But notwithstanding the power of this doctrinal argument, the proto-economist in me slightly rebels at this conclusion. It might be overly facile.
Husband essentially had an option: a financial benefit that he was contractually permitted to exercise. That option was his separate property prior to the marriage, and it had a certain value -- a value associated with the expected return of an investment that would "buy" years of credit and obtain a future pension return.
That value would not be exactly equivalent in an actuarial sense to the expected return, for precisely the reasons the Court of Appeal articulated. Husband might be fired. CalPERS might change the plan. But despite these potential events, this separate property still had value. An arms-length buyer would be willing to pay value for these contingent benefits. Value that would have gone exclusively to Husband.
In that regard, the buy-in rights were no different than any other financial derivative. Perhaps someone has an option to purchase 100 shares of IBM at $100 until Date X, and acquired this option prior to marriage. That option has value. Sure, IBM might never reach $100. It might even go bankrupt. Or Date X might pass. Or the universe might explode. Things can happen. But that option nonetheless has value.
Now, with a regular option like this, we give the Husband as his "separate" property the value of the option prior to marriage, and any appreciation in the option during the marriage we split as community property. An approach that makes sense.
But here, the value of Husband's CalPERS option doesn't really appreciate much during the marriage. Sure, he exercises the option -- he actually transforms it into a purchase, and thereby obtains contractual rights -- rights that have some value (e.g., avoids the possibility that CalPERS will change the plan, since it now can't do so, at least as to him). So a willing buyer would now be willing to pay slightly more for these benefits, as they're now more certain. But that benefit -- that "appreciation" -- is pretty marginal. And certainly does not equate to the entire value of the option itself, which is what gets split once you call the option itself (the four years of service) community property. Which is what the Court of Appeal essentially does.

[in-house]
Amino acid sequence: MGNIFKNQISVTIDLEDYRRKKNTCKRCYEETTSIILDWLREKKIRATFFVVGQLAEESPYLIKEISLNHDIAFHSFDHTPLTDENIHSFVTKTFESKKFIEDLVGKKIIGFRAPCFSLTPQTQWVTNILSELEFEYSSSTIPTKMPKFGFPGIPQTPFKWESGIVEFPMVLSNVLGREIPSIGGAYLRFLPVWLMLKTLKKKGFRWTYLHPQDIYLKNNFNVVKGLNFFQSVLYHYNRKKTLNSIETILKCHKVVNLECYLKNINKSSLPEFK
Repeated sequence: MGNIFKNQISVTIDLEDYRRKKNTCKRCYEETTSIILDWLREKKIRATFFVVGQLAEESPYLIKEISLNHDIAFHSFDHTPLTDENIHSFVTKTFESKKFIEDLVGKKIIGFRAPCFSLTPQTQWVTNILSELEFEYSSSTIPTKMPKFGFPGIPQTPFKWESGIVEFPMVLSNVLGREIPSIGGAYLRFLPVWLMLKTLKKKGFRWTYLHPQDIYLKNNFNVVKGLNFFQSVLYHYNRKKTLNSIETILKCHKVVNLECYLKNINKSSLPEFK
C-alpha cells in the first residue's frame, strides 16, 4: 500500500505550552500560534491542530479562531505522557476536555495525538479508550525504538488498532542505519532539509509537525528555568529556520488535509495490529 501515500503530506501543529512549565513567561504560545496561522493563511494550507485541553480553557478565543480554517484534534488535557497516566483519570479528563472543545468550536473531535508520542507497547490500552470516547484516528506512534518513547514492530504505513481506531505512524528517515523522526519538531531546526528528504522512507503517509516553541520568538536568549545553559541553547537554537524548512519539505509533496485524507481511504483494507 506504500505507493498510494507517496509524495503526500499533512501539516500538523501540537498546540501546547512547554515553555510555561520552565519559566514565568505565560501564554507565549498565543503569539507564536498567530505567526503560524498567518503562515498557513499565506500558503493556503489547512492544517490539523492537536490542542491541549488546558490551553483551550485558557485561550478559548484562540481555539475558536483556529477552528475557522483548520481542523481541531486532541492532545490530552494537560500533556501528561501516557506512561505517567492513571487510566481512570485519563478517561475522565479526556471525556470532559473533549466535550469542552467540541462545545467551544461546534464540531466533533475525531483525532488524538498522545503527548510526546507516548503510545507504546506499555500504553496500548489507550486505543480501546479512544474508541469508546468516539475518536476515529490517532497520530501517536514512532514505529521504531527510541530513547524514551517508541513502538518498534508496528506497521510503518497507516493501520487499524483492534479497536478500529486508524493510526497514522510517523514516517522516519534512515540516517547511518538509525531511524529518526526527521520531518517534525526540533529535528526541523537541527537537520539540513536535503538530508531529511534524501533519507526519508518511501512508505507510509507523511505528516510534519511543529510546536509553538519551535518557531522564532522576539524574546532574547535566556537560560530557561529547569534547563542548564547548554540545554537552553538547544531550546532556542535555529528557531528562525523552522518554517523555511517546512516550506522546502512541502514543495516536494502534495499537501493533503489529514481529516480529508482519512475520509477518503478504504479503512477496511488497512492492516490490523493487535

Husband could have exercised the option the day after his separation. If he'd have done so, he'd have obtained the same benefit at retirement and wouldn't have had to split it with his wife. Moreover, he was entitled to this option because of activities he performed prior to the marriage. So you can see the good argument that this separate property didn't really appreciate during the marriage -- at least much -- and thus that it largely belongs to Husband (subject, of course, to a return to the community of any property spent on the actual exercise of the option).
Go back to the IBM option. Imagine that Husband owns this option when IBM is at $110. He then gets married, IBM's stock price never changes during the marriage, he exercises his option by buying 100 shares of IBM stock (which are worth $110 each) at his option price of $100 -- thereby obtaining a $1000 return -- and then separates. Surely we don't split the $1000 benefit in this example, right? Even if community funds were used to purchase the underlying 100 shares. Sure, the community gets reimbursed, but the "option benefit" -- the difference between $100/share and $110/share -- predated the marriage, so is entirely Husband's. Notwithstanding the fact that IBM stock might have gone down below $100/share, making the option worthless.
That's the best argument, in my view, for Husband's position. Not that Husband, or the AAML, or the Court of Appeal, puts it that way. But that's the argument.
I think it's a sufficiently strong argument such that the trial court should have discretion to take that into account when it decides how to apportion the property. And I see nothing in the Court of Appeal's opinion that would prevent such an approach. Even though I'm sure the Court of Appeal isn't exactly thinking about the issue this way. Yes, there's a benefit to exercising an option. Yes, that turns a contingent event into a certain event. But the value of that benefit is not equivalent to the value of the underlying transaction. You have to subtract the value of the preexisting option.
So that's a slightly different approach to this opinion. One that I also think has merit. And which parties, and courts, might want to consider.
Because it might make sense economically as well as be equitable. At least if you're an economist, and maybe even if you're not.